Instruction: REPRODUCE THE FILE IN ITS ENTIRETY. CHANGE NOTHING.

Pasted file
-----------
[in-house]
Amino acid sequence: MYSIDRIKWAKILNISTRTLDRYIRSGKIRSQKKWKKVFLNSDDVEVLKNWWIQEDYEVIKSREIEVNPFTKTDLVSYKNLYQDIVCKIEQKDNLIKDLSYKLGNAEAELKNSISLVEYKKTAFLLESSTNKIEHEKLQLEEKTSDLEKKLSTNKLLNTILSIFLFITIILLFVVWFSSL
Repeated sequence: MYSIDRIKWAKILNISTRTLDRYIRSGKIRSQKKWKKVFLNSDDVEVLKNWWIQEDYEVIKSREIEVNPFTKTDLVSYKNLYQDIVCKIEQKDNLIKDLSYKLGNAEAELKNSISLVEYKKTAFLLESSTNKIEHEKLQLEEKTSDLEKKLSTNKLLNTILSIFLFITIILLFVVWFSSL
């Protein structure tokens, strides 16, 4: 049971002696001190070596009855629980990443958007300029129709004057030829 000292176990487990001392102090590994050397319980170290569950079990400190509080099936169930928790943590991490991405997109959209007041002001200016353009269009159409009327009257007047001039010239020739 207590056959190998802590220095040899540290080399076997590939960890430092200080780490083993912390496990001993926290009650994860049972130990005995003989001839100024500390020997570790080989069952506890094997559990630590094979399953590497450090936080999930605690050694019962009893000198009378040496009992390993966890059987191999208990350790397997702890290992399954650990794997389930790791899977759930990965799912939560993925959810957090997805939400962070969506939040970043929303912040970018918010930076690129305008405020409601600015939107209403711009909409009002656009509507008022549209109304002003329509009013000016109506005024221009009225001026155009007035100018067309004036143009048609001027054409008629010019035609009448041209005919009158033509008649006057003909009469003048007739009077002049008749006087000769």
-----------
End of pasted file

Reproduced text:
[in-house]
Amino acid sequence: MYSIDRIKWAKILNISTRTLDRYIRSGKIRSQKKWKKVFLNSDDVEVLKNWWIQEDYEVIKSREIEVNPFTKTDLVSYKNLYQDIVCKIEQKDNLIKDLSYKLGNAEAELKNSISLVEYKKTAFLLESSTNKIEHEKLQLEEKTSDLEKKLSTNKLLNTILSIFLFITIILLFVVWFSSL
Repeated sequence: MYSIDRIKWAKILNISTRTLDRYIRSGKIRSQKKWKKVFLNSDDVEVLKNWWIQEDYEVIKSREIEVNPFTKTDLVSYKNLYQDIVCKIEQKDNLIKDLSYKLGNAEAELKNSISLVEYKKTAFLLESSTNKIEHEKLQLEEKTSDLEKKLSTNKLLNTILSIFLFITIILLFVVWFSSL
């Protein structure tokens, strides 16, 4: 049971002696001190070596009855629980990443958007300029129709004057030829 000292176990487990001392102090590994050397319980170290569950079990400190509080099936169930928790943590991490991405997109959209007041002001200016353009269009159409009327009257007047001039010239020739 207590056959190998802590220095040899540290080399076997590939960890430092200080780490083993912390496990001993926290009650994860049972130990005995003989001839100024500390020997570790080989069952506890094997559990630590094979399953590497450090936080999930605690050694019962009893000198009378040496009992390993966890059987191999208990350790397997702890290992399954650990794997389930790791899977759930990965799912939560993925959810957090997805939400962070969506939040970043929303912040970018918010930076690129305008405020409601600015939107209403711009909409009002656009509507008022549209109304002003329509009013000016109506005024221009009225001026155009007035100018067309004036143009048609001027054409008629010019035609009448041209005919009158033509008649006057003909009469003048007739009077002049008749006087000769």